INTERVIEW: Behind the Scenes with Artist, Writer and Radio Presenter Novar FLIP
To get ahead in hip hop these days, you need to be more than just a rapper. With how big the game’s become, artists are increasingly having to find new methods to connect with their audiences, and that means branching out into different forms of media.
Currently riding that wave is UK artist, writer and radio presenter, Novar FLIP, who’s made a name for himself in more ways than one.
Dubbed a ‘UK legend’ by SB.TV, he was originally part of the hip hop group, The Mud Family, and, since then, has found success as a solo artist, collaborating with everyone from Charlie Sloth to Dappy.
His latest album, Damaged, has been very well received, and builds on an exciting portfolio of articles, interviews and video content. With a first class-honors degree in Commercial Music under his belt, and a new show on the way, Novar is very much going places.
In our interview with him, we explore his creative journey, inspirations as a writer, and lots, lots more.
What got you into music?
I got into hip hop music from a young age. I liked other music, but when I discovered hip hop, I was immediately drawn to the culture and identity underpinning it. It was more than just music; it was a comfort in feeling like I was part of something. Hip hop allowed me to be in tune with my emotions and express them creatively.
What was it like being part of the Mud Family?
The Mud Family was a great time for me. It was like a real family, and I learned so much from those guys as a young kid coming up. I was lucky in a sense to be a part of it. I was fresh out of school, wanting to break into the UK hip hop scene, and, suddenly I was a member of one of the leading movements that existed at the time.
I left school and decided to be a rapper full-time [Laughs]. But there is a down side that came with that time, and we were caught up in things on road that eventually had a bad impact on my life. I don’t attribute that to Mud, but, with success comes envy, and I discovered that first-hand.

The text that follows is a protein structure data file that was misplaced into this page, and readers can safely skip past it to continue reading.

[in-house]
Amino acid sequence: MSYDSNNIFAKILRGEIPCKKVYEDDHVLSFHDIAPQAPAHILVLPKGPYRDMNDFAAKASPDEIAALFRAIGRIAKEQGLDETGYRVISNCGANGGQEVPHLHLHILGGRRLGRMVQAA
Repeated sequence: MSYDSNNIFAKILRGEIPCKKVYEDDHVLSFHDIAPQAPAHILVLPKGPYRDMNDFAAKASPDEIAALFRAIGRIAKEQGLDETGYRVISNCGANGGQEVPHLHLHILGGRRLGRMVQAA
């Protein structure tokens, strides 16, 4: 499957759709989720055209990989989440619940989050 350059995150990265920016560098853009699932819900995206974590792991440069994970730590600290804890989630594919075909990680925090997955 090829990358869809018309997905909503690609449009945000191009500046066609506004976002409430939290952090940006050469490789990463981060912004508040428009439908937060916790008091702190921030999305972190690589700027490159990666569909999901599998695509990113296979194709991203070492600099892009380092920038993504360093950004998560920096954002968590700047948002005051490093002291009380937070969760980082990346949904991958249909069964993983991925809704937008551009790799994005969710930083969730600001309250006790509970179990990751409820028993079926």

How did you make the leap from music to journalism to radio presenting?
I did radio back in the day on Itch FM, but it was much more ghetto in a sense [Laughs]. In recent years, content in US music has been more and more focused on interviews and viral marketing. I decided I wanted to create a platform for UK music that focused more on these elements, and also incorporated discussions on social issues.
In a sense it’s a step away from music, and a way for me to stay active in the industry and have a voice as I get older. In the last few years it’s probably given me a bigger voice than I ever had, so it seems like I made the right move!
How difficult is it juggling the three?
It’s not only those three. I also run a company called Underworld Konnect with my boy Tijan, A.K.A Kingpin. He set it up a while back as a flyer distribution business, and now we run it together, as an events company and also a record label.
Juggling it all is a challenge, but life would be boring without challenges. I’ve always had a strong drive to make things happen that will bring success for myself and my family. But I also make sure that I’m doing that with things that I’m passionate about, and that bring myself and others fulfillment. So I make it work.
Inspiring stuff! Which role comes most naturally to you?
Recording and writing music, for sure. It’s the one that happens completely by itself without ever feeling like work. If an idea comes to me, or something in my life happens that I want to write about, my mind literally just takes over, and it just happens. I rarely ever sit down and say, “I’m going to write a song tonight”. But when that moment comes, everything else stops and I just zone in.
Who’s the coolest person you’ve interviewed and why?
Whilst a super star, with one of the biggest albums of the moment in the charts, he couldn’t have proved more modest, and was only too willing to help our photographers move tables to set up shots. He felt like a member of the team, and seemed really appreciative of what he’s been able to achieve as an artist.